Against Praxeas by Tertullian
Chapter XIII.--The Force of Sundry Passages of Scripture Illustrated in Relation to the Plurality of Persons and Unity of Substance. There is No Polytheism Here, Since the Unity is Insisted on as a Remedy Against Polytheism.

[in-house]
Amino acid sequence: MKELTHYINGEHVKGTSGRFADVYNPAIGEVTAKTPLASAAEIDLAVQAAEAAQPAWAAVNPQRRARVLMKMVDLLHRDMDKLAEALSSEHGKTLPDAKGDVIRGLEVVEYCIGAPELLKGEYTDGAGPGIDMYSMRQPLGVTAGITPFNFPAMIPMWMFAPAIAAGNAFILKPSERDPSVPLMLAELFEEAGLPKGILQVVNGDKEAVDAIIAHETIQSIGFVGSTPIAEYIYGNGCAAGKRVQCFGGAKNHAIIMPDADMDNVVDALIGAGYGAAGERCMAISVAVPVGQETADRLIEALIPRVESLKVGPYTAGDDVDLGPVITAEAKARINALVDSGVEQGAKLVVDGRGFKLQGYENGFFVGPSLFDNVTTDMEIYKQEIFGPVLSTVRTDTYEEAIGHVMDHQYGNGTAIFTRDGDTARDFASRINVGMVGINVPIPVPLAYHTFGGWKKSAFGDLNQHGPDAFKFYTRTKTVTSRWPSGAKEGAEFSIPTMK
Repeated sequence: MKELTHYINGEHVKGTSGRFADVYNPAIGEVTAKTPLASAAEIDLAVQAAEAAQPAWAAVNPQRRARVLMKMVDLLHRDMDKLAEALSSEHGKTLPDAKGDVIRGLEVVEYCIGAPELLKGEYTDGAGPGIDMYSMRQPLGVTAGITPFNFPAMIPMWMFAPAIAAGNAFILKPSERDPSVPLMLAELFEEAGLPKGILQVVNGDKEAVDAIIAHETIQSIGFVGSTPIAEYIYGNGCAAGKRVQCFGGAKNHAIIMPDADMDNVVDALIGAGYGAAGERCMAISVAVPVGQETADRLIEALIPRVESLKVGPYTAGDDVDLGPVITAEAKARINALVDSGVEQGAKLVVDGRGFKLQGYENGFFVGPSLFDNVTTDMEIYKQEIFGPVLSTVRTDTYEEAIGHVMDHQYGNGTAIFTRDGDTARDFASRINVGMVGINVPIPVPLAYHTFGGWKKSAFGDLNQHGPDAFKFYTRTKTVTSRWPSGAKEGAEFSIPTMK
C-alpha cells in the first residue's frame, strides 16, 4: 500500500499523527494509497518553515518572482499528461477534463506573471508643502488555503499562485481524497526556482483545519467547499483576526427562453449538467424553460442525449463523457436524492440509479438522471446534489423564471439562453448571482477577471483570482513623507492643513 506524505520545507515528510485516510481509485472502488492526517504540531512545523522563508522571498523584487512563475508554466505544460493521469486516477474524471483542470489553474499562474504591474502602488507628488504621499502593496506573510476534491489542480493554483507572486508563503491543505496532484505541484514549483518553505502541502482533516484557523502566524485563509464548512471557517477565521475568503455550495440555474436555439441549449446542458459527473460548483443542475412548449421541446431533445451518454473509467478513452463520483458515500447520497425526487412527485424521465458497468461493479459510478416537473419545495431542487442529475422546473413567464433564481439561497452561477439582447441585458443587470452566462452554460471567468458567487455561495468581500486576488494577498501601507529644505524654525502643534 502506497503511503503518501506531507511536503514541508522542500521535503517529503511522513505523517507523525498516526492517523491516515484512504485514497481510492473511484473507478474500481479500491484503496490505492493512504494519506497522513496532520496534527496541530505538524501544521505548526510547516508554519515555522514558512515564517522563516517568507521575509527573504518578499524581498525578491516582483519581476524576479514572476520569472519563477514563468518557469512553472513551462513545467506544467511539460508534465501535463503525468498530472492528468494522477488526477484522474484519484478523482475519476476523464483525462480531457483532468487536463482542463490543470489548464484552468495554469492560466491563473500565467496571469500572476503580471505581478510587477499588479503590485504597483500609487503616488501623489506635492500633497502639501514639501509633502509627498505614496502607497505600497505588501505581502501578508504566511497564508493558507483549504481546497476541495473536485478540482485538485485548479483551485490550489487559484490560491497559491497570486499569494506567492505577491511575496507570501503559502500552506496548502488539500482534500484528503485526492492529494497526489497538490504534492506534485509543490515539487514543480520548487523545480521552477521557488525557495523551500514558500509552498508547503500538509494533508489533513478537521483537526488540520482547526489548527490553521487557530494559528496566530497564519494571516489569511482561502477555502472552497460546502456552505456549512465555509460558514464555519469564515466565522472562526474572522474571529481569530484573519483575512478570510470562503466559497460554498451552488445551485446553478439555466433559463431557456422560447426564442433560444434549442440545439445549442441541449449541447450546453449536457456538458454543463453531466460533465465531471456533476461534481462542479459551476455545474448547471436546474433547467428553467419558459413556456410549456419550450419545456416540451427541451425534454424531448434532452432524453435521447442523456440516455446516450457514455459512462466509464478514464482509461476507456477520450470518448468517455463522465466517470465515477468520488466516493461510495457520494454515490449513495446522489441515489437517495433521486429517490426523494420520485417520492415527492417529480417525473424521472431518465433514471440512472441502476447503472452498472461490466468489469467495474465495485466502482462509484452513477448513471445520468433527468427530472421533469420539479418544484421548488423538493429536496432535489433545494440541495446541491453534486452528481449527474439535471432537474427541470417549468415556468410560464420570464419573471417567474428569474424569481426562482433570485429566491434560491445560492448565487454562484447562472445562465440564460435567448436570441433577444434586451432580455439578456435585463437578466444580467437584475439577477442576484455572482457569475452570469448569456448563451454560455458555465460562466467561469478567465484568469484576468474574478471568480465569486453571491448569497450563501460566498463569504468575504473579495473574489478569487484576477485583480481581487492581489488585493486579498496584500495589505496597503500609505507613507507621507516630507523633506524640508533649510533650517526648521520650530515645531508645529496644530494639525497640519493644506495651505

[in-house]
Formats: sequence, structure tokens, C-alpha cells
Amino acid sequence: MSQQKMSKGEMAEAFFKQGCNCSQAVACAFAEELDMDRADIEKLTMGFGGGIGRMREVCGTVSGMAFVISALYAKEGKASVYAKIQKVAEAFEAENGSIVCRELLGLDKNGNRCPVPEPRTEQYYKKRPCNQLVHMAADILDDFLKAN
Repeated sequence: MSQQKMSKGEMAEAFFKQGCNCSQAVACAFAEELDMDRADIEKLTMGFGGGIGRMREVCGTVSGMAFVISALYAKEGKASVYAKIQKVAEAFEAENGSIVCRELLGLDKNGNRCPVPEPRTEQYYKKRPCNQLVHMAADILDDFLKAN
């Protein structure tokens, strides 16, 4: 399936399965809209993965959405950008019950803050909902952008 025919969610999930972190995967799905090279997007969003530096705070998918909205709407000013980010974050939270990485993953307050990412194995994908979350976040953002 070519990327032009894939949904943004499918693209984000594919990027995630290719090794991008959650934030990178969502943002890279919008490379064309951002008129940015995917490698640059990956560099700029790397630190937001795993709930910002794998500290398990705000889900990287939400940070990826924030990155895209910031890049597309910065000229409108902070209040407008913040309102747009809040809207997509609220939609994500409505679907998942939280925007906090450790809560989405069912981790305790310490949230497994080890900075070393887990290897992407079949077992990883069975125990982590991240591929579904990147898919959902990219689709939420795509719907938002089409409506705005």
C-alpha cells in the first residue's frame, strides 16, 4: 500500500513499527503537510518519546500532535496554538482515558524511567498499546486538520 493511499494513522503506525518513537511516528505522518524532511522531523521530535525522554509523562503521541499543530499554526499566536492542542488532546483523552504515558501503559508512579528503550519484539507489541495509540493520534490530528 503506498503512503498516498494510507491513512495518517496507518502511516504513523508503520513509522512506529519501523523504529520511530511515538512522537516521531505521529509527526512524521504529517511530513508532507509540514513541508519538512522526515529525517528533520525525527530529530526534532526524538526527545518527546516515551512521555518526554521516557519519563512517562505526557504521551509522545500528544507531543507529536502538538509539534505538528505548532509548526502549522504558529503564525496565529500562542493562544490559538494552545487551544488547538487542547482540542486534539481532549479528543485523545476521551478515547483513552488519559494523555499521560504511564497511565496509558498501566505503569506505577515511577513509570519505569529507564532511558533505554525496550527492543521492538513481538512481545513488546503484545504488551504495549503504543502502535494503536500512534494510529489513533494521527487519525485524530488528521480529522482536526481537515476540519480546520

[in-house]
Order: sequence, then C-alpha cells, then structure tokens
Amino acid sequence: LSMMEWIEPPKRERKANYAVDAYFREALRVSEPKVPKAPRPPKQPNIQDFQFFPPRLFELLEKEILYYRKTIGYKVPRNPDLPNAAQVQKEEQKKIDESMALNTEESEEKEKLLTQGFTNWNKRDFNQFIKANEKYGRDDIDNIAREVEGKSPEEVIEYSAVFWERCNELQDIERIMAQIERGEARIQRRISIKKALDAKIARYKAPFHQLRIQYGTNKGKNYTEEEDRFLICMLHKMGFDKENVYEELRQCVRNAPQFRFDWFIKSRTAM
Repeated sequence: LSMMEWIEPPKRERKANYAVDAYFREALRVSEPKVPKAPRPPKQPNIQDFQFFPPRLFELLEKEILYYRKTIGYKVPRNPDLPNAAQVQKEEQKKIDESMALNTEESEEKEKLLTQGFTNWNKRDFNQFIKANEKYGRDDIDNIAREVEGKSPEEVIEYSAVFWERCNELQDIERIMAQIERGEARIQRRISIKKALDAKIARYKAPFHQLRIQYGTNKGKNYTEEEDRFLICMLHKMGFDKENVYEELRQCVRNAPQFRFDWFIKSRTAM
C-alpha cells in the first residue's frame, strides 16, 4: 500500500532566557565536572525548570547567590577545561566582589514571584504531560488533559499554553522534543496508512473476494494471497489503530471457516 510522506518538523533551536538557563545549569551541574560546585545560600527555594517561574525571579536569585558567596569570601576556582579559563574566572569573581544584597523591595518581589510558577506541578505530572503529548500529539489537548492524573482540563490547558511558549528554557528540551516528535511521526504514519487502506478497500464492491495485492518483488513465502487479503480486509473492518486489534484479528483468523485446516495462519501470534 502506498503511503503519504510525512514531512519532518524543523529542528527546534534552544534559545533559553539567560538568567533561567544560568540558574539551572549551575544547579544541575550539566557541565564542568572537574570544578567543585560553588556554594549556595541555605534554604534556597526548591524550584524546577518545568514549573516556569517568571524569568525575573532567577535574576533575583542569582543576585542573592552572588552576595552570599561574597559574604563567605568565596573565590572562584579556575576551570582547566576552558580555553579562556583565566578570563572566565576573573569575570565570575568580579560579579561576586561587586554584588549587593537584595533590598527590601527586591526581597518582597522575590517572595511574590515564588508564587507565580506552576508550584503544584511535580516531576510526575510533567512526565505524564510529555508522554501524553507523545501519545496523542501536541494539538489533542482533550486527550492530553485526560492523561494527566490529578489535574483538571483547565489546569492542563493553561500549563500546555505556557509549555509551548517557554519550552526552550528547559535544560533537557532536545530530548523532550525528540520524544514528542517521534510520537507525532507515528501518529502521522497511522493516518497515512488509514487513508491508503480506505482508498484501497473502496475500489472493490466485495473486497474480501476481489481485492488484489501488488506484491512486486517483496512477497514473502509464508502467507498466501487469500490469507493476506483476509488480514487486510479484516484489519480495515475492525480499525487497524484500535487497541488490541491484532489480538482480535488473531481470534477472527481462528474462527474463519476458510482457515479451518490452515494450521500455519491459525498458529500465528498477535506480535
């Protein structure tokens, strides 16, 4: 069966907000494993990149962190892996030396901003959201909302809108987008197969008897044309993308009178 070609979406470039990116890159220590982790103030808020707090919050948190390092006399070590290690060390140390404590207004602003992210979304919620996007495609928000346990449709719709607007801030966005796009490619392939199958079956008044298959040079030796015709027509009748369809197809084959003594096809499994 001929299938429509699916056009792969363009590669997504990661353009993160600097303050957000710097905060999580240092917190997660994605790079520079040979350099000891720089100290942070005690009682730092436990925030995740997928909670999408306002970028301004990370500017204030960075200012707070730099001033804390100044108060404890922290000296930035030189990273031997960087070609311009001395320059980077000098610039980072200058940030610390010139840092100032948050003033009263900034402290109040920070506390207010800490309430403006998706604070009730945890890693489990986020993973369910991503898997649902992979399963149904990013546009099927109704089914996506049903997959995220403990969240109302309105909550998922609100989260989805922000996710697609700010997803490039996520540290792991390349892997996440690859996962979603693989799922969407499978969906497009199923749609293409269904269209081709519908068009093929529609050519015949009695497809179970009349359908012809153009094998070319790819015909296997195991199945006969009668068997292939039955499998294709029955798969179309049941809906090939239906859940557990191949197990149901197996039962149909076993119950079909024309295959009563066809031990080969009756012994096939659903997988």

Well then, you reply, if He was God who spoke, and He was also God who created, at this rate, one God spoke and another created; (and thus) two Gods are declared. If you are so venturesome and harsh, reflect a while; and that you may think the better and more deliberately, listen to the psalm in which Two are described as God: |Thy throne, O God, is for ever and ever; the sceptre of Thy kingdom is a sceptre of righteousness. Thou hast loved righteousness, and hated iniquity: therefore God, even Thy God, hath anointed Thee or made Thee His Christ.| Now, since He here speaks to God, and affirms that God is anointed by God, He must have affirmed that Two are God, by reason of the sceptre's royal power. Accordingly, Isaiah also says to the Person of Christ: |The Sabæans, men of stature, shall pass over to Thee; and they shall follow after Thee, bound in fetters; and they shall worship Thee, because God is in Thee: for Thou art our God, yet we knew it not; Thou art the God of Israel.| For here too, by saying, |God is in Thee,| and |Thou art God,| he sets forth Two who were God: (in the former expression in Thee, he means) in Christ, and (in the other he means) the Holy Ghost. That is a still grander statement which you will find expressly made in the Gospel: |In the beginning was the Word, and the Word was with God, and the Word was God.| There was One |who was,| and there was another |with whom| He was. But I find in Scripture the name Lord also applied to them Both: |The Lord said unto my Lord, Sit Thou on my right hand.| And Isaiah says this: |Lord, who hath believed our report, and to whom is the arm of the Lord revealed?| Now he would most certainly have said Thine Arm, if he had not wished us to understand that the Father is Lord, and the Son also is Lord. A much more ancient testimony we have also in Genesis: |Then the Lord rained upon Sodom and upon Gomorrah brimstone and fire from the Lord out of heaven.| Now, either deny that this is Scripture; or else (let me ask) what sort of man you are, that you do not think words ought to be taken and understood in the sense in which they are written, especially when they are not expressed in allegories and parables, but in determinate and simple declarations? If, indeed, you follow those who did not at the time endure the Lord when showing Himself to be the Son of God, because they would not believe Him to be the Lord, then (I ask you) call to mind along with them the passage where it is written, |I have said, Ye are gods, and ye are children of the Most High;| and again, |God standeth in the congregation of gods;| in order that, if the Scripture has not been afraid to designate as gods human beings, who have become sons of God by faith, you may be sure that the same Scripture has with greater propriety conferred the name of the Lord on the true and one only Son of God. Very well! you say, I shall challenge you to preach from this day forth (and that, too, on the authority of these same Scriptures) two Gods and two Lords, consistently with your views. God forbid, (is my reply). For we, who by the grace of God possess an insight into both the times and the occasions of the Sacred Writings, especially we who are followers of the Paraclete, not of human teachers, do indeed definitively declare that Two Beings are God, the Father and the Son, and, with the addition of the Holy Spirit, even Three, according to the principle of the divine economy, which introduces number, in order that the Father may not, as you perversely infer, be Himself believed to have been born and to have suffered, which it is not lawful to believe, forasmuch as it has not been so handed down. That there are, however, two Gods or two Lords, is a statement which at no time proceeds out of our mouth: not as if it were untrue that the Father is God, and the Son is God, and the Holy Ghost is God, and each is God; but because in earlier times Two were actually spoken of as God, and two as Lord, that when Christ should come He might be both acknowledged as God and designated as Lord, being the Son of Him who is both God and Lord. Now, if there were found in the Scriptures but one Personality of Him who is God and Lord, Christ would justly enough be inadmissible to the title of God and Lord: for (in the Scriptures) there was declared to be none other than One God and One Lord, and it must have followed that the Father should Himself seem to have come down (to earth), inasmuch as only One God and One Lord was ever read of (in the Scriptures), and His entire Economy would be involved in obscurity, which has been planned and arranged with so clear a foresight in His providential dispensation as matter for our faith. As soon, however, as Christ came, and was recognised by us as the very Being who had from the beginning caused plurality (in the Divine Economy), being the second from the Father, and with the Spirit the third, and Himself declaring and manifesting the Father more fully (than He had ever been before), the title of Him who is God and Lord was at once restored to the Unity (of the Divine Nature), even because the Gentiles would have to pass from the multitude of their idols to the One Only God, in order that a difference might be distinctly settled between the worshippers of One God and the votaries of polytheism. For it was only right that Christians should shine in the world as |children of light,| adoring and invoking Him who is the One God and Lord as |the light of the world.| Besides, if, from that perfect knowledge which assures us that the title of God and Lord is suitable both to the Father, and to the Son, and to the Holy Ghost, we were to invoke a plurality of gods and lords, we should quench our torches, and we should become less courageous to endure the martyr's sufferings, from which an easy escape would everywhere lie open to us, as soon as we swore by a plurality of gods and lords, as sundry heretics do, who hold more gods than One. I will therefore not speak of gods at all, nor of lords, but I shall follow the apostle; so that if the Father and the Son, are alike to be invoked, I shall call the Father |God,| and invoke Jesus Christ as |Lord.| But when Christ alone (is mentioned), I shall be able to call Him |God,| as the same apostle says: |Of whom is Christ, who is over all, God blessed for ever.| For I should give the name of |sun| even to a sunbeam, considered in itself; but if I were mentioning the sun from which the ray emanates, I certainly should at once withdraw the name of sun from the mere beam. For although I make not two suns, still I shall reckon both the sun and its ray to be as much two things and two forms of one undivided substance, as God and His Word, as the Father and the Son.